The first half of 2014 made it evident that we can’t take peace and life for granted anymore. Every day we are told to avoid crowded places like markets, places of entertainment, places of worship, motor parks and bus stops. Places we didn’t need to think twice before going to in the past.

It is sobering that our lives now have to be remodeled so that we can at least have a chance to remain alive. We don’t know where the next bomb will go off. We don’t know what next the terrorists are planning, we don’t know if all of a sudden a bullet will whizz over our heads and hit the unfortunate man in front of us. We don’t even know if that unfortunate man will be us or our family member.

My name is Henry Okelue, Nigerian and a Public Servant; I miss the peace I used to know. I miss it so, so dearly.

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I remember that morning like it was yesterday. I’d been in that service the day before where the pastor talked about losing his wife of 41 years to cancer, and I felt so sorry for him, I’m sure I was tearing up. To be honest, I was thinking about a relationship I was in at the time, and while not expecting either of us to pass on to cancer, was wondering what we’d say of each other in 30, 40, 50 years.

I remember I refused to think about the purpose God had even in his wife’s passing – I didn’t even want to hear of it. I remember my mind drifting to the letter I’d written my Aunty Pat, seeing as I’d been unable to speak to her in about a week. I’d written it in both pidgin and in plain English, and pretty much done a roundup of gist on everyone we knew… Aunty loved tatafo, the good kind.

I got home, had lunch, day went on pretty normally, but then I couldn’t sleep. Anyone who knows me knows I have the worst sleeping patterns every side of the universe but the night leading into the 22nd was different. I couldn’t sleep, and I couldn’t figure out why. Didn’t quite have pending work, I wasn’t upset, or hungry; I just couldn’t sleep. I tried, but I was bored with the movies I tried to watch.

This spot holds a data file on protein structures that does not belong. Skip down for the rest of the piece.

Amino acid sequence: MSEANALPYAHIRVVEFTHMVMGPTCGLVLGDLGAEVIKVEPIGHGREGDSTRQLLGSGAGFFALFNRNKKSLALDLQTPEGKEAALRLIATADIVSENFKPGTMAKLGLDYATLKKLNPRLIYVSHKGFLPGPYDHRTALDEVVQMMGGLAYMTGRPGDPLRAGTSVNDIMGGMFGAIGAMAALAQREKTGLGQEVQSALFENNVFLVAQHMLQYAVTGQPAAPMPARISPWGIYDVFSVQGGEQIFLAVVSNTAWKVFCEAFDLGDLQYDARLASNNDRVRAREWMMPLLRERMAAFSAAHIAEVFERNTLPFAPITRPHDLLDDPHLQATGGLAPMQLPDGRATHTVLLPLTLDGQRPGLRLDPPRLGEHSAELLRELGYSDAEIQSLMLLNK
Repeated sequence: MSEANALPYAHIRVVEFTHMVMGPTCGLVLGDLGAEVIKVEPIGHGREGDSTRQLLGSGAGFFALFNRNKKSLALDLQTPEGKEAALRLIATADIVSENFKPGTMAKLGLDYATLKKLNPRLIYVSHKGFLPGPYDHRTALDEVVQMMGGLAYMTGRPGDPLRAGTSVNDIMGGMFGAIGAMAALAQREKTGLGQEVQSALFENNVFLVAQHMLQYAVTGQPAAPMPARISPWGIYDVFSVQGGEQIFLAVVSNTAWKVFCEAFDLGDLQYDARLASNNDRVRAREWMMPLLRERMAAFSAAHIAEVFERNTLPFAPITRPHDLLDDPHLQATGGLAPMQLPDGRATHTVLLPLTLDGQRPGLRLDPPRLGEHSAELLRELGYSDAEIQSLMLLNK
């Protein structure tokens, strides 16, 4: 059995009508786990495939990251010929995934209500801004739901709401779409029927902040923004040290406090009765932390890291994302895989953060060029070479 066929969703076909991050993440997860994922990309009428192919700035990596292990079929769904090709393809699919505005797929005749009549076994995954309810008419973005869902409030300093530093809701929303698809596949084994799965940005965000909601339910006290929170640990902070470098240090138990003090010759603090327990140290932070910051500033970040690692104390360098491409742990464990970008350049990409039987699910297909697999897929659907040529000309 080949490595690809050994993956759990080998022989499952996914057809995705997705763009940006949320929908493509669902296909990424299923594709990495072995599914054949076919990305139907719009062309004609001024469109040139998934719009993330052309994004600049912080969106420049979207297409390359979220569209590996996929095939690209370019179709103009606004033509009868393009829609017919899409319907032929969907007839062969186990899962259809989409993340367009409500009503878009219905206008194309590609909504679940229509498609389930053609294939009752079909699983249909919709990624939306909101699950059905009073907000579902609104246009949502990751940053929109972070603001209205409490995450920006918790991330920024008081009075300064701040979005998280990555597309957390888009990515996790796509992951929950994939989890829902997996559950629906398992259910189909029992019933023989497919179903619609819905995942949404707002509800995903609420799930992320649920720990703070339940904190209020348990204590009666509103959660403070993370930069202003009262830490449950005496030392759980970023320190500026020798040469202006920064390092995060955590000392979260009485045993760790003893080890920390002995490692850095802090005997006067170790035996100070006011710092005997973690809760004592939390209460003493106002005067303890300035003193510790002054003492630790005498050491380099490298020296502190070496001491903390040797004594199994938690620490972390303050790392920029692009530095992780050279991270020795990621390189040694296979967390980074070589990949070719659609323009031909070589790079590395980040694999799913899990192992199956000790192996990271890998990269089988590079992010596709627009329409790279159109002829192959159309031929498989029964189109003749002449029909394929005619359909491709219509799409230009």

About 5am I got a text. “The doctor said she’s gone”. Didn’t register, and I didn’t have the number stored, so I rang. And then I screamed. And then…

Apparently she’d passed on @ 6.55pm, exactly one year today.

I remember collapsing in Olamide’s arms when he got off the train at our stop, remember him? The one you’d call ‘ajebo’ because you couldn’t get over a grown man having a water bottle!

I remember begging God to bring you back, I remember promising to be a better person, anything. I remember asking my dad one month after at your funeral if you could still wake up. I promise I wouldn’t have been scared, I would have hugged you!

I miss your hugs aunty, you always had one for me. You always had one for everyone.

I could talk with you about A-N-Y-T-H-I-N-G, anything on the face of this earth. you were the perfect mix – heaven bound yet earthly aware; super ‘churchy’ but in touch with the earth and the inhabitants thereof.

Aunty also had a laugh (with her tooth missing on the side), she always had a word of encouragement, a prayer, and she never delayed to put resources in things she believed in. So if you met her (and this could be random people), she’d talk, pray with you, then deploy money towards solving whatever the issue was.

And she was so discerning! She could tell just by looking at my friends which of them would screw me, and 11 times out of 10, she was right. I remember Skyping with ‘a potential’ one night and she was watching tv close by. She said, “I have no faith in that person, his voice doesn’t sound right”. That relationship never took off, lol.

I miss you aunty, this past year has been incredible. Everyone has grown! The kids, the adults, true natures have risen to the surface, there have been births, progress in different areas, and some places have been just a bit dodgy. Everyone misses you though, that’s one constant in all of this. The number of times I’ve heard ‘why did she die’, ‘if to say Pat no die’ (and other variants), I’d be a millionaire if I was stacking coins each time.

I’ve missed you everyday since you passed – God I miss you. I feel alone sometimes aunty, wish I could borrow you from the angels just to play catch up a few hours each month. I will never understand why you left aged 41, I’m done trying to understand it.